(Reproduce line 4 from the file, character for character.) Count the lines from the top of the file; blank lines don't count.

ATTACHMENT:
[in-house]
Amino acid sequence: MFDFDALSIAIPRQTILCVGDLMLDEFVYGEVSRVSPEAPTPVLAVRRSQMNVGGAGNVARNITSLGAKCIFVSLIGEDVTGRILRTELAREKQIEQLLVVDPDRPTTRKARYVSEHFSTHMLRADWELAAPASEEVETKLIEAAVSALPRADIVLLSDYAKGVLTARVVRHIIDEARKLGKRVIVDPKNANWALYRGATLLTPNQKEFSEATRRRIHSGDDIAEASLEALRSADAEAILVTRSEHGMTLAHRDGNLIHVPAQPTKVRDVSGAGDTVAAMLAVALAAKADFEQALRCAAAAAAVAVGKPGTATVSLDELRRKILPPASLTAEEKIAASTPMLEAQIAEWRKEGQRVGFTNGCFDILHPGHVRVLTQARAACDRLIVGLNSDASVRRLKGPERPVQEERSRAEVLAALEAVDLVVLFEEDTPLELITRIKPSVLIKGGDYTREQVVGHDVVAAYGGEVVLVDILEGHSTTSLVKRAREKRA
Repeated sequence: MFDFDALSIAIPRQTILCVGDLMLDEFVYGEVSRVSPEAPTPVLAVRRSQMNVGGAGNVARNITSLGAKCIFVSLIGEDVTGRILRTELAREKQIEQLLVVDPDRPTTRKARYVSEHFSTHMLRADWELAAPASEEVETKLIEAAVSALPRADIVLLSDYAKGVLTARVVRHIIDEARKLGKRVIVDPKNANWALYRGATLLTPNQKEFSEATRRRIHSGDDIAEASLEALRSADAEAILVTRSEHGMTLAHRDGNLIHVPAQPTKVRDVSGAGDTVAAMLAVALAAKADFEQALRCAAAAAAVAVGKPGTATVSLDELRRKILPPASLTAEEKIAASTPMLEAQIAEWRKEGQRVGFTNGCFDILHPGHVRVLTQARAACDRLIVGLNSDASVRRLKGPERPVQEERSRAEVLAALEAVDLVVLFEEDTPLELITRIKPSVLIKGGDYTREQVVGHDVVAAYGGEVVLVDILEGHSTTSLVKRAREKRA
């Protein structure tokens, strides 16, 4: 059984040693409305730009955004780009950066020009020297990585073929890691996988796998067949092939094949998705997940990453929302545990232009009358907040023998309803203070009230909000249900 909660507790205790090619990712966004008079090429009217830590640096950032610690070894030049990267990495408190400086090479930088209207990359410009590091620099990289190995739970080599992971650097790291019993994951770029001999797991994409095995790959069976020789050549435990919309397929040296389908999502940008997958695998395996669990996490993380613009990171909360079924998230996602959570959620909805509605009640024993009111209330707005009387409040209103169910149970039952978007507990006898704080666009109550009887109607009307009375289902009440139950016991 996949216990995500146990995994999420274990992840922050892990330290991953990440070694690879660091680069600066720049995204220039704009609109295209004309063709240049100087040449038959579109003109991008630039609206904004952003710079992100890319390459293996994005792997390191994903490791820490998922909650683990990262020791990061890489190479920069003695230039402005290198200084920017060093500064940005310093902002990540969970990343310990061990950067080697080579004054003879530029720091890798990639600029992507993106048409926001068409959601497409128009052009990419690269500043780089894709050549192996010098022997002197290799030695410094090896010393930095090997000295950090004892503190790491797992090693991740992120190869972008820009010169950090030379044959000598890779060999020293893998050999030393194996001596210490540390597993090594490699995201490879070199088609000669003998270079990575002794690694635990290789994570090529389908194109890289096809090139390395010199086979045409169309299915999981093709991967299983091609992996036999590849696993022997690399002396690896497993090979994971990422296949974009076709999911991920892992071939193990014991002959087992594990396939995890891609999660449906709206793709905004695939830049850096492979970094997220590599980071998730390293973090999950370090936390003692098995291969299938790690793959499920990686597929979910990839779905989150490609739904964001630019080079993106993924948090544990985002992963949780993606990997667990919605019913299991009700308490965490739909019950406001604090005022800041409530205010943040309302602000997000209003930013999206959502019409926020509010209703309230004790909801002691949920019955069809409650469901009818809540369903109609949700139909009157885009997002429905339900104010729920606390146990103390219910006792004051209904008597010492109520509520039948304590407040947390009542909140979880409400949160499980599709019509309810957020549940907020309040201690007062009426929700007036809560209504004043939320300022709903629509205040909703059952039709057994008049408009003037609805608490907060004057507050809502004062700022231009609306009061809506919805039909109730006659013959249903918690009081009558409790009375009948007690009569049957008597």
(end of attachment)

């Protein structure tokens, strides 16, 4: 059984040693409305730009955004780009950066020009020297990585073929890691996988796998067949092939094949998705997940990453929302545990232009009358907040023998309803203070009230909000249900 909660507790205790090619990712966004008079090429009217830590640096950032610690070894030049990267990495408190400086090479930088209207990359410009590091620099990289190995739970080599992971650097790291019993994951770029001999797991994409095995790959069976020789050549435990919309397929040296389908999502940008997958695998395996669990996490993380613009990171909360079924998230996602959570959620909805509605009640024993009111209330707005009387409040209103169910149970039952978007507990006898704080666009109550009887109607009307009375289902009440139950016991 996949216990995500146990995994999420274990992840922050892990330290991953990440070694690879660091680069600066720049995204220039704009609109295209004309063709240049100087040449038959579109003109991008630039609206904004952003710079992100890319390459293996994005792997390191994903490791820490998922909650683990990262020791990061890489190479920069003695230039402005290198200084920017060093500064940005310093902002990540969970990343310990061990950067080697080579004054003879530029720091890798990639600029992507993106048409926001068409959601497409128009052009990419690269500043780089894709050549192996010098022997002197290799030695410094090896010393930095090997000295950090004892503190790491797992090693991740992120190869972008820009010169950090030379044959000598890779060999020293893998050999030393194996001596210490540390597993090594490699995201490879070199088609000669003998270079990575002794690694635990290789994570090529389908194109890289096809090139390395010199086979045409169309299915999981093709991967299983091609992996036999590849696993022997690399002396690896497993090979994971990422296949974009076709999911991920892992071939193990014991002959087992594990396939995890891609999660449906709206793709905004695939830049850096492979970094997220590599980071998730390293973090999950370090936390003692098995291969299938790690793959499920990686597929979910990839779905989150490609739904964001630019080079993106993924948090544990985002992963949780993606990997667990919605019913299991009700308490965490739909019950406001604090005022800041409530205010943040309302602000997000209003930013999206959502019409926020509010209703309230004790909801002691949920019955069809409650469901009818809540369903109609949700139909009157885009997002429905339900104010729920606390146990103390219910006792004051209904008597010492109520509520039948304590407040947390009542909140979880409400949160499980599709019509309810957020549940907020309040201690007062009426929700007036809560209504004043939320300022709903629509205040909703059952039709057994008049408009003037609805608490907060004057507050809502004062700022231009609306009061809506919805039909109730006659013959249903918690009081009558409790009375009948007690009569049957008597």